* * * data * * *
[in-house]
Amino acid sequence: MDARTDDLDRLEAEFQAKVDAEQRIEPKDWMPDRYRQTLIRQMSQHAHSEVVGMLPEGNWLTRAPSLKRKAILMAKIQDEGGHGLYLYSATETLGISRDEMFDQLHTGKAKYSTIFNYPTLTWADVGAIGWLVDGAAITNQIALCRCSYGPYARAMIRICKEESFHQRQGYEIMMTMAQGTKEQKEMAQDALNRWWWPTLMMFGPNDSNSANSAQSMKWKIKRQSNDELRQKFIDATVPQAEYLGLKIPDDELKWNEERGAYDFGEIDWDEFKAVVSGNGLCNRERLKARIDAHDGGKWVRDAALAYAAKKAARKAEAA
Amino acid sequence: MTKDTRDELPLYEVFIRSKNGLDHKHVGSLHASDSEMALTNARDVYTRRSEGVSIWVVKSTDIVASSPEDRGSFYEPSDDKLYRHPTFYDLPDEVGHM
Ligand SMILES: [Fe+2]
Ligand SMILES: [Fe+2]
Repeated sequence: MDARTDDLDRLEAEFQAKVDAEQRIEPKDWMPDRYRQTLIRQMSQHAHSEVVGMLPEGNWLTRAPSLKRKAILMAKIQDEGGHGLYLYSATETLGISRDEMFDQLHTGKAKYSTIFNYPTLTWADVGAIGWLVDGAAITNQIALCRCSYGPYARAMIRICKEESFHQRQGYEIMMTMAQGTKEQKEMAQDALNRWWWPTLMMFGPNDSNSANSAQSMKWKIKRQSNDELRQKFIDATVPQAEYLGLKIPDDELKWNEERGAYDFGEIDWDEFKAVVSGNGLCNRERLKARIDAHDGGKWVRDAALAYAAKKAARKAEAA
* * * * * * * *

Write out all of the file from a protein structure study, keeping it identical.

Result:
[in-house]
Amino acid sequence: MDARTDDLDRLEAEFQAKVDAEQRIEPKDWMPDRYRQTLIRQMSQHAHSEVVGMLPEGNWLTRAPSLKRKAILMAKIQDEGGHGLYLYSATETLGISRDEMFDQLHTGKAKYSTIFNYPTLTWADVGAIGWLVDGAAITNQIALCRCSYGPYARAMIRICKEESFHQRQGYEIMMTMAQGTKEQKEMAQDALNRWWWPTLMMFGPNDSNSANSAQSMKWKIKRQSNDELRQKFIDATVPQAEYLGLKIPDDELKWNEERGAYDFGEIDWDEFKAVVSGNGLCNRERLKARIDAHDGGKWVRDAALAYAAKKAARKAEAA
Amino acid sequence: MTKDTRDELPLYEVFIRSKNGLDHKHVGSLHASDSEMALTNARDVYTRRSEGVSIWVVKSTDIVASSPEDRGSFYEPSDDKLYRHPTFYDLPDEVGHM
Ligand SMILES: [Fe+2]
Ligand SMILES: [Fe+2]
Repeated sequence: MDARTDDLDRLEAEFQAKVDAEQRIEPKDWMPDRYRQTLIRQMSQHAHSEVVGMLPEGNWLTRAPSLKRKAILMAKIQDEGGHGLYLYSATETLGISRDEMFDQLHTGKAKYSTIFNYPTLTWADVGAIGWLVDGAAITNQIALCRCSYGPYARAMIRICKEESFHQRQGYEIMMTMAQGTKEQKEMAQDALNRWWWPTLMMFGPNDSNSANSAQSMKWKIKRQSNDELRQKFIDATVPQAEYLGLKIPDDELKWNEERGAYDFGEIDWDEFKAVVSGNGLCNRERLKARIDAHDGGKWVRDAALAYAAKKAARKAEAA